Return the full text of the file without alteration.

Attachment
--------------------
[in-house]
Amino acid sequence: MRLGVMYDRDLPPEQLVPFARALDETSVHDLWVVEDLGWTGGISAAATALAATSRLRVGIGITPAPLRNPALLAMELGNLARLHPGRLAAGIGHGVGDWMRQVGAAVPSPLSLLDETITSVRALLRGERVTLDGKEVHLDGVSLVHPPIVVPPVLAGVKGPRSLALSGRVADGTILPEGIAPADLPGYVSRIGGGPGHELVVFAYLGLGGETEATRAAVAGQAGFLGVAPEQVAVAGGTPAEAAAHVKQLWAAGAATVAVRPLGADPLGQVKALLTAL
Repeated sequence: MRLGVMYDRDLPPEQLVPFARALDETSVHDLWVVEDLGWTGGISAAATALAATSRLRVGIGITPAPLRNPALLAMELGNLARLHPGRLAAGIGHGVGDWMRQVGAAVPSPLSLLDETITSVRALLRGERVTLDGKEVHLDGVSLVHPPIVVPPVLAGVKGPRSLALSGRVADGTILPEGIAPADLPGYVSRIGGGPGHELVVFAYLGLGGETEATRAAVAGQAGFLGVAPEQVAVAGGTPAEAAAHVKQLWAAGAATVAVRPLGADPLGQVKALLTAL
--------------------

[in-house]
Amino acid sequence: MRLGVMYDRDLPPEQLVPFARALDETSVHDLWVVEDLGWTGGISAAATALAATSRLRVGIGITPAPLRNPALLAMELGNLARLHPGRLAAGIGHGVGDWMRQVGAAVPSPLSLLDETITSVRALLRGERVTLDGKEVHLDGVSLVHPPIVVPPVLAGVKGPRSLALSGRVADGTILPEGIAPADLPGYVSRIGGGPGHELVVFAYLGLGGETEATRAAVAGQAGFLGVAPEQVAVAGGTPAEAAAHVKQLWAAGAATVAVRPLGADPLGQVKALLTAL
Repeated sequence: MRLGVMYDRDLPPEQLVPFARALDETSVHDLWVVEDLGWTGGISAAATALAATSRLRVGIGITPAPLRNPALLAMELGNLARLHPGRLAAGIGHGVGDWMRQVGAAVPSPLSLLDETITSVRALLRGERVTLDGKEVHLDGVSLVHPPIVVPPVLAGVKGPRSLALSGRVADGTILPEGIAPADLPGYVSRIGGGPGHELVVFAYLGLGGETEATRAAVAGQAGFLGVAPEQVAVAGGTPAEAAAHVKQLWAAGAATVAVRPLGADPLGQVKALLTAL